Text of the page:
- Find time to enjoy as you prepare and review for the Bar exam. Preparing for the Bar examination is so stressful emotionally, physically, mentally, and psychologically. It is mentally and emotionally draining. You’d not know what to do so you can finish reading and reviewing everything. The enormous amount of data and information you’d have to absorb is sometimes too much for you to handle. At times you get depressed because you feel that no matter how hard you study, still it seems that your efforts are not yet enough to be able to pass the Bar exam. Many times you’d realize that nothing of what you read is actually being absorbed and stored in your memory. All these can make you go crazy if you’d stress yourself too much. You’d be stressed out. To preserve your mental state, you’d have to find time to relax and have fun. It is impossible to study straight for 10 hours or 24 hours. You need to pause at times and relax. When I was reviewing, I went to the malls to relax. Me and my girlfriend watched movies and went shopping frequently. This re-energized us. It enabled us to survive the very very stressful situation which each Bar reviewee underwent during the months leading to Bar exam.
- Choose quality over quantity. A Bar reviewee would get and receive so many materials during his or her review — books, reviewers, memory aids, and all sorts of materials. The volume of materials to read is so massive and enormous. You’d not have enough time reading all of them, no matter how much you’d want to do so. You really have to choose which materials to study. Sometimes, reading so many materials can only confuse you. In fact, during the pre-week, one would not have enough time to read a lot of materials. As for me, during the review, I only chose two materials for every subject – one book, and one reviewer or memory aid. I mastered these two materials. Although sometimes I had doubts if these two are enough, I just had to trust my judgment. And I was not disappointed because sticking to two materials per subject enabled me to be more familiar with the materials and enabled me to answer faster during the Bar exam itself.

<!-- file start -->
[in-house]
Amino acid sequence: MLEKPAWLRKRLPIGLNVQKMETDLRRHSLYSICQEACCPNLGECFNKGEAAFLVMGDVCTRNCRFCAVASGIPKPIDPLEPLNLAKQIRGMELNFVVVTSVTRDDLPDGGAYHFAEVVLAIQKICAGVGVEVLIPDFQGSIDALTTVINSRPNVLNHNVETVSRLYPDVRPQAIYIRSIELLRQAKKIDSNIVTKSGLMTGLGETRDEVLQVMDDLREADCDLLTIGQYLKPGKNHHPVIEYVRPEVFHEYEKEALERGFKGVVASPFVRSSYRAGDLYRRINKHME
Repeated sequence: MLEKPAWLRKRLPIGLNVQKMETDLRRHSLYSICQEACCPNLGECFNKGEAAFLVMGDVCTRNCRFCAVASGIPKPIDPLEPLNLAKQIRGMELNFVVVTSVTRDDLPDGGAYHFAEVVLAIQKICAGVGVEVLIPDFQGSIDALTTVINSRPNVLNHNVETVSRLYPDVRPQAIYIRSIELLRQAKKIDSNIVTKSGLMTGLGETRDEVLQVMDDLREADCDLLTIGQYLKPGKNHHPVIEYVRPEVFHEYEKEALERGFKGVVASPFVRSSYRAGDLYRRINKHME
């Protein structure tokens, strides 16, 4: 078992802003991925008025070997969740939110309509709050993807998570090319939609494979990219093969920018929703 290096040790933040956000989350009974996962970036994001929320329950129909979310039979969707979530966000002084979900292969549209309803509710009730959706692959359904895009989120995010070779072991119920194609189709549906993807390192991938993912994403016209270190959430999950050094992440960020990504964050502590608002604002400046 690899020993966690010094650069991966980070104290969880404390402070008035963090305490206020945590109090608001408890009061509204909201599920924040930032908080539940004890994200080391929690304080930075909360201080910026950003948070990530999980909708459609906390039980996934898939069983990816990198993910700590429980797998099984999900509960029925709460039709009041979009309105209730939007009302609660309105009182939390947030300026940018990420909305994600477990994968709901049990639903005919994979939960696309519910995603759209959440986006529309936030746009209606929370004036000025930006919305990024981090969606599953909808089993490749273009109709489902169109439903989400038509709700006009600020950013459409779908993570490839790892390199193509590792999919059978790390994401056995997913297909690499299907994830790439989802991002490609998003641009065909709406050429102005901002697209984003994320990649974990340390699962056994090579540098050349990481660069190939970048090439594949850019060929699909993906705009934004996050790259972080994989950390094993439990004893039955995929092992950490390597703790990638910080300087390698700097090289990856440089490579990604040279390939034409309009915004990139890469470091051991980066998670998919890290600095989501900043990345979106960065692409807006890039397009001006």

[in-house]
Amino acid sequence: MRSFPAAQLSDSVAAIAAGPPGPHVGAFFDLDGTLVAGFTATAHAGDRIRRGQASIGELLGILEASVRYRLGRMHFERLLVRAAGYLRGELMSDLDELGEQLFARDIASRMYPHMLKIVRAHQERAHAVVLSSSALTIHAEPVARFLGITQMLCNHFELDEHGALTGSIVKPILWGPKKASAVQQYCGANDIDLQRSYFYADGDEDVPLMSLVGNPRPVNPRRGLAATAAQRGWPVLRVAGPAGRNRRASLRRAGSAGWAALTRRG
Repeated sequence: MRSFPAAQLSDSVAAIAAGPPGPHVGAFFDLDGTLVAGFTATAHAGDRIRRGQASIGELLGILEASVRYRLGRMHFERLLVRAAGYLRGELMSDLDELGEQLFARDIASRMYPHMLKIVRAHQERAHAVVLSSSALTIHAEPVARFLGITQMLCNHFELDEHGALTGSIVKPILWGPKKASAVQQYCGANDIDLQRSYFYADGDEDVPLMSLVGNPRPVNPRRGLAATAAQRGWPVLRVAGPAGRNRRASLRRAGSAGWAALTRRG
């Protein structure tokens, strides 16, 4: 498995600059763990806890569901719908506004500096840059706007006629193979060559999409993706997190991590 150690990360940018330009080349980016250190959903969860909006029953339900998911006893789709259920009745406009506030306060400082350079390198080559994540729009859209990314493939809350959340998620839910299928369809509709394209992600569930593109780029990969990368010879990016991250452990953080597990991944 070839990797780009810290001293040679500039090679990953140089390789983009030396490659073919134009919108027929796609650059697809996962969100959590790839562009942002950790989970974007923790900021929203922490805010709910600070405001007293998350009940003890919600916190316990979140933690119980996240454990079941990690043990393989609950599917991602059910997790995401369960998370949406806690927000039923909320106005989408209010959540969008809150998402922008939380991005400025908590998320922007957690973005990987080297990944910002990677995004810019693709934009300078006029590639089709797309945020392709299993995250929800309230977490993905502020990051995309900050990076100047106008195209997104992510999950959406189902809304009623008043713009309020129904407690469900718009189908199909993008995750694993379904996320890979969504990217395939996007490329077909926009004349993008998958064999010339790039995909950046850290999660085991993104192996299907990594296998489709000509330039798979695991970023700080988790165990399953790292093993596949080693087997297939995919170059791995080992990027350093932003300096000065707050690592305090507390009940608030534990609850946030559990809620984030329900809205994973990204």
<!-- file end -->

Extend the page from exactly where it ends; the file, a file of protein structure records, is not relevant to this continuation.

- Take care of your health during the exam week. One’s fitness to take the exam is as important as the review process itself. Remember, it would take you four consecutive Sundays to complete the Bar exam. Everything would be useless and all your efforts would be put to waste if you’d not be able to continue taking the exam because you are sick during the exam day itself. I realized this during the first Sunday of the exam. The night before the exam, I was not able to sleep because I got very disturbed by the fact that I was not able to finish reading everything I thought I had to read. On the day of the exam, as I was answering question number 30 of the 100-item multiple choice exam in Political Law under extreme time pressure (with only about a minute to analyse the situation given, and choose the correct answer among the four choices given), I almost fainted. I felt very cold. I felt I was about to vomit. My mind stopped working. I felt so weak and tired. I was in extreme fatigue because I was not able to sleep the night before. At that time I really felt I would not be able to continue taking the exam. I paused for about 5 minutes and took deep breaths. Thankfully I recovered. During that brief period of time, I opted not to inform the proctor about how I felt. My objective was clear: to pass the Bar exam. During the fourth Sunday, I was having loose bowel movement (LBM). That was really very challenging. But after so many months of preparation for the Bar exam, giving up was simply not an option.
- Just do your best. On the day of the exam, no one can assist you as you answer the test questions. You can’t rely on anyone but yourself. So no matter how you feel about how you prepared for the exam, and even if you feel you have not done enough to prepare for the exam, just do your best in answering those questions. Be the best that you can be. As I was answering the Bar exams, I constantly remembered and applied this quotation: “To be a winner, all that you need to give is all that you have.”
ABOUT THE AUTHOR :
Ivan Maxino Bandal
Bachelor of Mass Communication (2003); Bachelor of Laws (2011);
Mr. Bandal ranked sixth in the recent Bar Exams and was the only topnotcher from the Visayas. He was a consistent honor student throughout his college (graduating magna cum laude) and Law years, and was named one of the Top 10 Students of the Philippines in 2003.